A low volume, high quality source from the demand side perspective.The podcast is produced weekly. A transcript is posted on the day of.

Sunday, November 4, 2012

Transcript: Krugman and Stiglitz on the intransigence of the Neoclassicals, plus

Friday was jobs day, with the BLS reporting 171,000 new jobs on employment and a static 7.9 percent on unemployment.

This was seen as an encouraging report by most. We're highlighting it here at Demand Side because we think it shows the effect of the political business cycle, the practice of jinning up the numbers not by fraud or deceit, but by simply spending aggressively out of the federal coffers. It's happened since 1972, except for Jimmy Carter in 1980.
Listen to this episode
The employment data reflects the GDP data we highlighted last week. We should expect a post-election slump, no matter who wins, and plenty of impetus for Congress to panic and cave on the austerity measures now contemplated under the title "fiscal cliff."

Of course, there are caveats. If the economy picks up strongly after the election with a Romney victory, it is because pigs can fly and the Confidence Fairy has materialized from the imaginations of the eager plutocrats. If the economy picks up strongly after an Obama win, it will be because people have learned finally to walk on their heads and see the new normal as normal.

ECRI, the Economic Cycle Research Institute, which has a new recession forecast on the table, said this:
Recession Evidence Obscured in Real Time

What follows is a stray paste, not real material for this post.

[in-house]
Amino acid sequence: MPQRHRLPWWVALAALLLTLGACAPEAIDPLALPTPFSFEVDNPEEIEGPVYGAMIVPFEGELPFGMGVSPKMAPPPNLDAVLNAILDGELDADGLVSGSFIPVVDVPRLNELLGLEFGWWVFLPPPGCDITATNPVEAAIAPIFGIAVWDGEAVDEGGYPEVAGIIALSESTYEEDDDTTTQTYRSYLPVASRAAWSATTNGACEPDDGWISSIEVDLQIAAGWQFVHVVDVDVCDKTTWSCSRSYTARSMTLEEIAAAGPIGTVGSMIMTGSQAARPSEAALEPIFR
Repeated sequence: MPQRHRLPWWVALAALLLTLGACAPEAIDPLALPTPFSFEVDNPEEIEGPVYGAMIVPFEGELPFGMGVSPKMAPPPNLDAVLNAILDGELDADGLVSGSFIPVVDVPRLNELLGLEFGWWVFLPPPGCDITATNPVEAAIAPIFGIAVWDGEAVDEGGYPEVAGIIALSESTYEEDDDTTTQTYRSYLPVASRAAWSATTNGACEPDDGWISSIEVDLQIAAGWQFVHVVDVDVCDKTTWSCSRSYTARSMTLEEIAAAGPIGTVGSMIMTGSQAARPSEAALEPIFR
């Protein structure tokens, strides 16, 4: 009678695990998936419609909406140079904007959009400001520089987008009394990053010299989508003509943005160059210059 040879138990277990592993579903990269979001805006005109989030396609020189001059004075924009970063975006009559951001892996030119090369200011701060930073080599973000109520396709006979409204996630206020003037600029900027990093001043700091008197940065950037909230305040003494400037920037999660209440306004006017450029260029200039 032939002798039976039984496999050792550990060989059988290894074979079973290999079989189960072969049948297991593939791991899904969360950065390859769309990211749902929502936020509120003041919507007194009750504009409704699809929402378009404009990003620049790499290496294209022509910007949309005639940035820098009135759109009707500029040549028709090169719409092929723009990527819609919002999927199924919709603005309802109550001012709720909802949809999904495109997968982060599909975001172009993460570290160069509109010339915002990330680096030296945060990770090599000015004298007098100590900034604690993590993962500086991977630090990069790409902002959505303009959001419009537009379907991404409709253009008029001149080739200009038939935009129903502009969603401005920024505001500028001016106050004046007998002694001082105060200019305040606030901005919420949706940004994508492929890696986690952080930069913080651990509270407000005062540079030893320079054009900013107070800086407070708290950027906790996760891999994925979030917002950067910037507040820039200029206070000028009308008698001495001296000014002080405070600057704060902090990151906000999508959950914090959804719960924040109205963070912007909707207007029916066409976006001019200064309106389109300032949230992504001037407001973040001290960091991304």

In recent weeks, several key coincident indicators have surprised the consensus to the upside, bolstering the belief that the U.S. economy has dodged recession. Even though the latest releases may show increases, earlier data have almost uniformly been revised downward, a reality largely ignored by many. For example, after revisions, there is a net gain of only 55,000 jobs in today’s payroll jobs report, which is itself subject to further revisions.
Demand Side is still bouncing along the bottom with downside risks. Like a dog on a chew toy, we cling to the idea that the so-called recovery had nothing to do with the business cycle and everything to do with massive public policy, a stimulus, $1.3 trillion deficits and zero percent interest rates. To ascribe the term "recovery," you must relate it to a business cycle. All real investment has been policy driven, or nearly all, from favorable tax treatments to targeted loan guarantees.

Now to Krugman and Stiglitz (transcript lost)

Intro Olaf Cramme (transcript lost)

Brought to you by (transcript lost)

Dr Olaf Cramme
Visiting Fellow
European Institute

Olaf Cramme is the director of Policy Network, an international think-tank based in London. He is also a member of the General Assembly of the Lisbon Council for Economic Competitiveness and Social Renewal, and co-founder and vice-chairman of Das Progressive Zentrum, a Berlin-based political think-tank.

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